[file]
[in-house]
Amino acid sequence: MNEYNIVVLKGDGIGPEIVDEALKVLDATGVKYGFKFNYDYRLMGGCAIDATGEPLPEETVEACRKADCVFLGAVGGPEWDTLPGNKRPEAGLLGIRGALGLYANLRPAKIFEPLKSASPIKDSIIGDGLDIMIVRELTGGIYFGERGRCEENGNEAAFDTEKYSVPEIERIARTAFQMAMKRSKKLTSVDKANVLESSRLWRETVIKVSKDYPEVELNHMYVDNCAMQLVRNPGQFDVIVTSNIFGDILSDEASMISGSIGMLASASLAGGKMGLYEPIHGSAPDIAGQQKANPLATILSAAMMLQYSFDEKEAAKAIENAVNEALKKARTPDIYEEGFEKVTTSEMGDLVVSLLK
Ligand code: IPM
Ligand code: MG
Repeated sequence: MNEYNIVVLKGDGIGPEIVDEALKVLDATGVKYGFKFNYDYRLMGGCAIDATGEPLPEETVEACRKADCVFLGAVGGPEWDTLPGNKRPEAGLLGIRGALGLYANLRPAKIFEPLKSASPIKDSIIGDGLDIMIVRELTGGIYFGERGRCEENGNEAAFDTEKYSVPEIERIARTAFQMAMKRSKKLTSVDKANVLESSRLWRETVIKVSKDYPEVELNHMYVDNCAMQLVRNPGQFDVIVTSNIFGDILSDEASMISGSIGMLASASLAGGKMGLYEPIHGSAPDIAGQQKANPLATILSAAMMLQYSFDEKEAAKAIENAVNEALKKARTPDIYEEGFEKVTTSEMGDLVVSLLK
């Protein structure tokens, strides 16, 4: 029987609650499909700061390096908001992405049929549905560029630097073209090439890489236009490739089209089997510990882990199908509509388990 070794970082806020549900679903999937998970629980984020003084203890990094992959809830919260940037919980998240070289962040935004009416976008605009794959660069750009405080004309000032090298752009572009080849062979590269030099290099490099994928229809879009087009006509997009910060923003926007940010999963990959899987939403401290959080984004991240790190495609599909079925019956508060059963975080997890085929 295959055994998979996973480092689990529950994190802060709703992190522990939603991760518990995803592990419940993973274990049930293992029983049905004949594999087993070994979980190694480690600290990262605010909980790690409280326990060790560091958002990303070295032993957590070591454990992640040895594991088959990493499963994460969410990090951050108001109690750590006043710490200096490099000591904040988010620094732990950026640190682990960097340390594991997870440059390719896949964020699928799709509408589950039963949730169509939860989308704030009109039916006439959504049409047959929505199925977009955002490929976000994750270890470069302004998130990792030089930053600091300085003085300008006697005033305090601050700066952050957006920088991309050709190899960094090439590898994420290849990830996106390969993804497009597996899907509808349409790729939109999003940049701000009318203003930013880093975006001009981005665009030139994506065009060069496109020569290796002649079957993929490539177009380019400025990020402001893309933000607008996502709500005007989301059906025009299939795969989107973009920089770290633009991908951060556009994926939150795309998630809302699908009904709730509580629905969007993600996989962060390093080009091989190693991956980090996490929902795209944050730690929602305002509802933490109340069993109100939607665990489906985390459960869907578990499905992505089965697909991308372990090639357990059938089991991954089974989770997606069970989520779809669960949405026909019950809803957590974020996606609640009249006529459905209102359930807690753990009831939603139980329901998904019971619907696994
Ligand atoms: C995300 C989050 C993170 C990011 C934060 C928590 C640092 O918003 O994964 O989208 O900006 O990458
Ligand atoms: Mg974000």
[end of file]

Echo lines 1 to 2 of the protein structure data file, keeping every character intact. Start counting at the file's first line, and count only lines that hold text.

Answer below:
[in-house]
Amino acid sequence: MNEYNIVVLKGDGIGPEIVDEALKVLDATGVKYGFKFNYDYRLMGGCAIDATGEPLPEETVEACRKADCVFLGAVGGPEWDTLPGNKRPEAGLLGIRGALGLYANLRPAKIFEPLKSASPIKDSIIGDGLDIMIVRELTGGIYFGERGRCEENGNEAAFDTEKYSVPEIERIARTAFQMAMKRSKKLTSVDKANVLESSRLWRETVIKVSKDYPEVELNHMYVDNCAMQLVRNPGQFDVIVTSNIFGDILSDEASMISGSIGMLASASLAGGKMGLYEPIHGSAPDIAGQQKANPLATILSAAMMLQYSFDEKEAAKAIENAVNEALKKARTPDIYEEGFEKVTTSEMGDLVVSLLK